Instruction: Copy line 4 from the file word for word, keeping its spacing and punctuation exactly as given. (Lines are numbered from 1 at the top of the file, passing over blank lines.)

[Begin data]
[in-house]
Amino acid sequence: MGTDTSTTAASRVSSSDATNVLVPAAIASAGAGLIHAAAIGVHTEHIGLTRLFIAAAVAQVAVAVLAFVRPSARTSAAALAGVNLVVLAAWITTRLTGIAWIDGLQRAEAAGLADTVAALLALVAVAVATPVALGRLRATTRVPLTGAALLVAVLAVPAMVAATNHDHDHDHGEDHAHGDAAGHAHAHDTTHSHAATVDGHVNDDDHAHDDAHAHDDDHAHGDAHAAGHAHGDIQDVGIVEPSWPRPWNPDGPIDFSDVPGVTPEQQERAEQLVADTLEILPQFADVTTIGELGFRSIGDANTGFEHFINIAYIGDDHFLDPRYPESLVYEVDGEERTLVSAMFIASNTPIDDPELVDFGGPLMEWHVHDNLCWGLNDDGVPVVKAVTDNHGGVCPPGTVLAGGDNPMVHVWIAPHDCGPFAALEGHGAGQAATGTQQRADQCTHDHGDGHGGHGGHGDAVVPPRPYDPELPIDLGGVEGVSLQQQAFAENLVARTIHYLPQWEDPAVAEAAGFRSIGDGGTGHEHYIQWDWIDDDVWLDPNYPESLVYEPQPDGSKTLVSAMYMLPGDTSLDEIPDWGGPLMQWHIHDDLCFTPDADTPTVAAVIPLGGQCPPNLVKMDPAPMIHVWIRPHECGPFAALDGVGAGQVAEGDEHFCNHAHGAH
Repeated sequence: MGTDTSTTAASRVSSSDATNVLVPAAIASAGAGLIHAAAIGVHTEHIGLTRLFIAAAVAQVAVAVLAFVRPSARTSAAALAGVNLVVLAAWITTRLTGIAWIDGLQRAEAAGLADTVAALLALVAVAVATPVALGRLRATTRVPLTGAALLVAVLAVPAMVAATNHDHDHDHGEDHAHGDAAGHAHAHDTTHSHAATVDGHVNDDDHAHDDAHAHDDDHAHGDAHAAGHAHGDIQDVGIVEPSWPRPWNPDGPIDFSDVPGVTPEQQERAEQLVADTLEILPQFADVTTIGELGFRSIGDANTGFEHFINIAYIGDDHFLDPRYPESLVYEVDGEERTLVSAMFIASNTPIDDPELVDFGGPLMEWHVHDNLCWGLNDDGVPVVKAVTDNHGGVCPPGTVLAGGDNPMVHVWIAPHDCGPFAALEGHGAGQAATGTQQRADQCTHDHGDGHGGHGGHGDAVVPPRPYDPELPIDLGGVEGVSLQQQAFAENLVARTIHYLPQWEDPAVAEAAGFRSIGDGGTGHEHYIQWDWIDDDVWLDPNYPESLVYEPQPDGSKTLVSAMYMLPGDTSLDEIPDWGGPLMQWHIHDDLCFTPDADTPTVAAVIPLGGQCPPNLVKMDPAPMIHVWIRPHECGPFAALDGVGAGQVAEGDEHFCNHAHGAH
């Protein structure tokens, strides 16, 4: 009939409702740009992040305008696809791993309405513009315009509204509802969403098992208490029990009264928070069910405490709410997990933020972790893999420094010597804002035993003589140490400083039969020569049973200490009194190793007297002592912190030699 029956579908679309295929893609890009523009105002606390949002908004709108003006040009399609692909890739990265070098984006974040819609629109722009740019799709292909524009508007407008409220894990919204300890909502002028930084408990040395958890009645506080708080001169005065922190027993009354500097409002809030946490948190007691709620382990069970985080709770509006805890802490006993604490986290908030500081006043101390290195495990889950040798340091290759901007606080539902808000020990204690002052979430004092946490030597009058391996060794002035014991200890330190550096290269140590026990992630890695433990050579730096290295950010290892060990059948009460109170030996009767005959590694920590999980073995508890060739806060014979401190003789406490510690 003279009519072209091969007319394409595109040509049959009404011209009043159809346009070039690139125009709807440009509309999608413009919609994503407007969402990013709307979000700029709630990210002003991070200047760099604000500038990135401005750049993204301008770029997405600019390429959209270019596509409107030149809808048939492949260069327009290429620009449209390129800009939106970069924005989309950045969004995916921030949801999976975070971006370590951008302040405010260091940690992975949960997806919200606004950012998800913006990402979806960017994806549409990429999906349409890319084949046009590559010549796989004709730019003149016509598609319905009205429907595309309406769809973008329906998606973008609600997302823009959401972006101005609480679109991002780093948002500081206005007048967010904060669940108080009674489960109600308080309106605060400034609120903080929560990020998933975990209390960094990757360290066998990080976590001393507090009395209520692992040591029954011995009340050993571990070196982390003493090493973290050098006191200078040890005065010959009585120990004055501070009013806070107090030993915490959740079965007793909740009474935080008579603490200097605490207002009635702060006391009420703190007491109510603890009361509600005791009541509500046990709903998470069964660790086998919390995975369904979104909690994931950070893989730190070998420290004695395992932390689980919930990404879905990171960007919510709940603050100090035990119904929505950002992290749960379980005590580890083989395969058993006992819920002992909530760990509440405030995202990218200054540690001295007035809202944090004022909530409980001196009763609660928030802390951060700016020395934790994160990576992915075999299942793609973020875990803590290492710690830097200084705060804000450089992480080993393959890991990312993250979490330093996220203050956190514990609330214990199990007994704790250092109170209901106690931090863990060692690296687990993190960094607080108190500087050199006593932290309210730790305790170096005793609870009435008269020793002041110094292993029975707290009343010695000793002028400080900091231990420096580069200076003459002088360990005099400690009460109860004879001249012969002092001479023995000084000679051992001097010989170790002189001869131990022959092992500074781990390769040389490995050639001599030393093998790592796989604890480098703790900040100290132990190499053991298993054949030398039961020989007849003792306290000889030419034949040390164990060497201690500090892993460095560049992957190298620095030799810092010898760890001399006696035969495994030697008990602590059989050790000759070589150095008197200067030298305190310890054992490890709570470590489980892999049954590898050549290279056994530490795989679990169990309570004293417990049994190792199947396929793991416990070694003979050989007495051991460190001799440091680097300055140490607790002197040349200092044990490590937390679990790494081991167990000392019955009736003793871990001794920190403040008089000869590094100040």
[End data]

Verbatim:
């Protein structure tokens, strides 16, 4: 009939409702740009992040305008696809791993309405513009315009509204509802969403098992208490029990009264928070069910405490709410997990933020972790893999420094010597804002035993003589140490400083039969020569049973200490009194190793007297002592912190030699 029956579908679309295929893609890009523009105002606390949002908004709108003006040009399609692909890739990265070098984006974040819609629109722009740019799709292909524009508007407008409220894990919204300890909502002028930084408990040395958890009645506080708080001169005065922190027993009354500097409002809030946490948190007691709620382990069970985080709770509006805890802490006993604490986290908030500081006043101390290195495990889950040798340091290759901007606080539902808000020990204690002052979430004092946490030597009058391996060794002035014991200890330190550096290269140590026990992630890695433990050579730096290295950010290892060990059948009460109170030996009767005959590694920590999980073995508890060739806060014979401190003789406490510690 003279009519072209091969007319394409595109040509049959009404011209009043159809346009070039690139125009709807440009509309999608413009919609994503407007969402990013709307979000700029709630990210002003991070200047760099604000500038990135401005750049993204301008770029997405600019390429959209270019596509409107030149809808048939492949260069327009290429620009449209390129800009939106970069924005989309950045969004995916921030949801999976975070971006370590951008302040405010260091940690992975949960997806919200606004950012998800913006990402979806960017994806549409990429999906349409890319084949046009590559010549796989004709730019003149016509598609319905009205429907595309309406769809973008329906998606973008609600997302823009959401972006101005609480679109991002780093948002500081206005007048967010904060669940108080009674489960109600308080309106605060400034609120903080929560990020998933975990209390960094990757360290066998990080976590001393507090009395209520692992040591029954011995009340050993571990070196982390003493090493973290050098006191200078040890005065010959009585120990004055501070009013806070107090030993915490959740079965007793909740009474935080008579603490200097605490207002009635702060006391009420703190007491109510603890009361509600005791009541509500046990709903998470069964660790086998919390995975369904979104909690994931950070893989730190070998420290004695395992932390689980919930990404879905990171960007919510709940603050100090035990119904929505950002992290749960379980005590580890083989395969058993006992819920002992909530760990509440405030995202990218200054540690001295007035809202944090004022909530409980001196009763609660928030802390951060700016020395934790994160990576992915075999299942793609973020875990803590290492710690830097200084705060804000450089992480080993393959890991990312993250979490330093996220203050956190514990609330214990199990007994704790250092109170209901106690931090863990060692690296687990993190960094607080108190500087050199006593932290309210730790305790170096005793609870009435008269020793002041110094292993029975707290009343010695000793002028400080900091231990420096580069200076003459002088360990005099400690009460109860004879001249012969002092001479023995000084000679051992001097010989170790002189001869131990022959092992500074781990390769040389490995050639001599030393093998790592796989604890480098703790900040100290132990190499053991298993054949030398039961020989007849003792306290000889030419034949040390164990060497201690500090892993460095560049992957190298620095030799810092010898760890001399006696035969495994030697008990602590059989050790000759070589150095008197200067030298305190310890054992490890709570470590489980892999049954590898050549290279056994530490795989679990169990309570004293417990049994190792199947396929793991416990070694003979050989007495051991460190001799440091680097300055140490607790002197040349200092044990490590937390679990790494081991167990000392019955009736003793871990001794920190403040008089000869590094100040």